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Hydrogen-CNG buses likely to hit Delhi roads from next month

Hydrogen-CNG buses likely to hit Delhi roads from next month


New Delhi:

Starting next month, buses running on Hydrogen-enriched CNG (HCNG) are likely to hit the capital’s roads. A four-tonne per day compact reformer-based HCNG production plant has come up at DTC’s Rajghat-1 bus depot and is likely to start operations from next month.

HCNG, which is a cleaner fuel compared to CNG, will be used to run 50 Cluster scheme buses as part of a pilot project for six months. The Supreme Court had last year suggested looking at hydrogen-run vehicles as a solution for NCR’s poor air quality and while the technology will take some time to appear in the capital, HCNG could be a step in that direction.

“The plant is ready and is awaiting approval from the Petroleum Explosive Safety Organisation, which comes under the Union ministry of commerce, and approves all gas stations and filling stations,” an official associated with the project said. “The buses that will be run on HCNG would just require some tuning and no major retrofitting,” he added.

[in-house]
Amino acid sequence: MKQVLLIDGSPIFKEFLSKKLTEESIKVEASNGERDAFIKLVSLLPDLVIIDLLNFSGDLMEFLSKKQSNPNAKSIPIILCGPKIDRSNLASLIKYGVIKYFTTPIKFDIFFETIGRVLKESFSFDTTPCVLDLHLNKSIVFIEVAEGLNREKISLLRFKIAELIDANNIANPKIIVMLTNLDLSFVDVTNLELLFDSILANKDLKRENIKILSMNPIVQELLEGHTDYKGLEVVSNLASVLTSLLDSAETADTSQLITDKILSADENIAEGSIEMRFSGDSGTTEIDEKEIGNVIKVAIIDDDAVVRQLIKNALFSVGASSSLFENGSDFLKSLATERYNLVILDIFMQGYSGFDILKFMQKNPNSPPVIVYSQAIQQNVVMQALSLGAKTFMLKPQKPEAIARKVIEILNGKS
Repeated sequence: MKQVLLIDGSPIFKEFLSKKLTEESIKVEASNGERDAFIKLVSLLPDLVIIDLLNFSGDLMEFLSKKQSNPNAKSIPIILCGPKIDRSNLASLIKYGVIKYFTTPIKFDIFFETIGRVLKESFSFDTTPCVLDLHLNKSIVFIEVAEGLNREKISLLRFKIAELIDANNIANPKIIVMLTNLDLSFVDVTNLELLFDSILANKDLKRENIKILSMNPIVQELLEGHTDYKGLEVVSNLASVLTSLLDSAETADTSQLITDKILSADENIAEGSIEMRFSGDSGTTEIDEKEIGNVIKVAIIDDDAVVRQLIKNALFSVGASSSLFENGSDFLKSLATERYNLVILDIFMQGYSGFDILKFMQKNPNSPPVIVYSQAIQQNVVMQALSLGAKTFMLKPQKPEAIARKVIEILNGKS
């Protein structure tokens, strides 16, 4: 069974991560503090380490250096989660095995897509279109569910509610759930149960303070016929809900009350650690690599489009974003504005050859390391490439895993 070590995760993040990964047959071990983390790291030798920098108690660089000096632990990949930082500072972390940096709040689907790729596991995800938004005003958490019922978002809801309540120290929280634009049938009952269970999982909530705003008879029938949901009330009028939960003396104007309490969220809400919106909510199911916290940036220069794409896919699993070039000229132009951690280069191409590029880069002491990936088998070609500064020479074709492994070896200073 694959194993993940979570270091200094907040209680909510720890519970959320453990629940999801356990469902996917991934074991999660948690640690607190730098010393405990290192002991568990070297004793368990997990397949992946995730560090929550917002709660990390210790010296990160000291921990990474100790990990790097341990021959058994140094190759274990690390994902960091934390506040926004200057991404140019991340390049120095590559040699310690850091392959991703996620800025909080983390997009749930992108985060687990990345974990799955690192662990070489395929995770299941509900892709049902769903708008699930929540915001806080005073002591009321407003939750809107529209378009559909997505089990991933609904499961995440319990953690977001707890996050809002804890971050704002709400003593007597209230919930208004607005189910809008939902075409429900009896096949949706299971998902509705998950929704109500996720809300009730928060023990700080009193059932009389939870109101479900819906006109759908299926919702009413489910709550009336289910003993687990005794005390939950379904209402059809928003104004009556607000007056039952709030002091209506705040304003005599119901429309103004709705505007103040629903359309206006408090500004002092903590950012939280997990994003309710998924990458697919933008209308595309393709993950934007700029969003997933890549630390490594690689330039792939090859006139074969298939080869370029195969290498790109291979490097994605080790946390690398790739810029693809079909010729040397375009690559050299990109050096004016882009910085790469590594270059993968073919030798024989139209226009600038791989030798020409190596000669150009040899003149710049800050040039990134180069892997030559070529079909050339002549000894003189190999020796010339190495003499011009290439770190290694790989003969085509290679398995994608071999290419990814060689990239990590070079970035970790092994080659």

In July, Indian Oil Corporation Limited — which has developed the technology to create HCNG — and Indraprastha Gas Limited had laid the foundation stone the plant. According to IOCL, the use of compact reforming process is 30% more cost effective as compared to the physical blending of Hydrogen with CNG.

It was, in fact, a directive of the apex court in July 2018 that led to IOCL and IGL collaborating to put up this first semi-commercial plant as a pilot project for conducting the study on the use of HCNG fuel in 50 BS-IV compliant CNG-run buses in Delhi.

Mixing hydrogen with CNG physically is a difficult proposition and that is why IOCL came up with the compact reforming process, which reforms CNG with no need for mixing. For the pilot project, 50 buses of the Anthony Road Transport Ltd (a cluster scheme concessionaire) will be fed with HCNG and their efficiency and emissions would be recorded for six months run and then submitted to the Supreme Court.

Four tonne of HCNG would be produced at the plant every day and the excess fuel generated would be used to run a generator, which would produce electricity.